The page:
KANSAS CITY, Mo. -- Last fall, more than a hundred kids nationwide suffered a mysterious muscle weakness or paralysis. The cases occurred during or after a major outbreak of a respiratory virus. One of the kids, a teen from Joplin, has come a long way since then.
Thirteen-year-old Billy Sticklen had to use a cane last January. For three months before that, he was in a wheelchair.
"He had difficulty even moving in bed. Required full assist to stand up," recalled Dr. John Luce, a specialist in rehabilitation medicine at Children's Mercy Hospital.
Today, Billy no longer needs a cane. He returned to Children's Mercy to show his doctors his progress. Little evidence of paralysis remains.
"There was never a doubt in my mind that I wasn't gonna be totally independent being able to do everything on my own," said Billy.
Dr. Luce added, "Billy did surprise me with the amount of recovery he has made."
There were unknowns, and still are, about what struck Billy. The paralysis occurred a few weeks after he'd had a respiratory infection. It was at the same time that hundreds of kids in our area and thousands nationally were hospitalized with difficulty breathing because of enterovirus 68.
More than a hundred kids nationally had polio-like weakness, what doctors call acute flaccid myelitis. Doctors have linked some cases to enterovirus 68, but certainly not all. Children's Mercy is among those doing research to solve the mystery.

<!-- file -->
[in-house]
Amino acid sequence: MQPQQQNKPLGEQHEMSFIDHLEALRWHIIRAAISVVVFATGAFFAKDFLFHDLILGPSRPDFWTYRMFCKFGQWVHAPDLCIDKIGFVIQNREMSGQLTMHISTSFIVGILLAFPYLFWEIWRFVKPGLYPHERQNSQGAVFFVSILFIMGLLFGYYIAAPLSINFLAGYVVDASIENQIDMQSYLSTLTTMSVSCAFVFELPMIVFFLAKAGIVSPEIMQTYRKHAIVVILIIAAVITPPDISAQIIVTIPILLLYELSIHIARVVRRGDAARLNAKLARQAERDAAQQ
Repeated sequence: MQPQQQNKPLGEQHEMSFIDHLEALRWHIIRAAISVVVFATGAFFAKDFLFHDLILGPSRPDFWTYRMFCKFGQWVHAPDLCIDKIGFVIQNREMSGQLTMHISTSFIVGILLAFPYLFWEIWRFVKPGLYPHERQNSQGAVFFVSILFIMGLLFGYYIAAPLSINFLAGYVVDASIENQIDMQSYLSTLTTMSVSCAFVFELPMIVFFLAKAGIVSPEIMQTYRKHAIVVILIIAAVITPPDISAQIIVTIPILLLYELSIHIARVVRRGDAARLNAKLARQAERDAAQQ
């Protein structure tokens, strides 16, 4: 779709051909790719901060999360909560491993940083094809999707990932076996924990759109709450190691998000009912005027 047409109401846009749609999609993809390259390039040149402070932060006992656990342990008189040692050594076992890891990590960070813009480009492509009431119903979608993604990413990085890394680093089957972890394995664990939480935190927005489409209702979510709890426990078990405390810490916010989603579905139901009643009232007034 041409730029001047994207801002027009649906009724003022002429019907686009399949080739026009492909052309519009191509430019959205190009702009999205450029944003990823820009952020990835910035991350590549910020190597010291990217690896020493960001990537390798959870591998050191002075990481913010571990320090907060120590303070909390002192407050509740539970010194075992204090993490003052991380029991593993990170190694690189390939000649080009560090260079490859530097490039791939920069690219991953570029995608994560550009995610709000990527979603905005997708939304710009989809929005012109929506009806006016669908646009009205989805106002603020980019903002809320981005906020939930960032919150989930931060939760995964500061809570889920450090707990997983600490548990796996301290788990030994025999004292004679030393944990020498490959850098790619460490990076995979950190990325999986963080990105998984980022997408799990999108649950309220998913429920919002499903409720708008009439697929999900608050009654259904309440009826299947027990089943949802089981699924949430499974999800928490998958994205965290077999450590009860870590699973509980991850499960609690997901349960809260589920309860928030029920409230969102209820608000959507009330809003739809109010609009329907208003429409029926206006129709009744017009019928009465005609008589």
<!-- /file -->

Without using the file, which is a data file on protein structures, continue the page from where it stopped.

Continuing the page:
"There's probably more than one virus and more than one condition that can trigger this polio-like manifestation," said Dr. Mary Anne Jackson, an infectious disease specialist.
In the mean time, Dr. Jackson is thrilled to see Billy's recovery. A third of the kids nationwide with paralysis haven't shown improvement. Billy says it's okay that the cause remains unknown.
"As a parent, you don't want that. But as a child, it's kinda interesting," he said.
Billy knows this December is much better than last.
"This year, it's much happier," he said.
This season, the 14-year-old is celebrating independence.
Billy still goes to physical therapy three hours a week. Dr. Luce says Billy's positive attitude and family support have made a huge difference.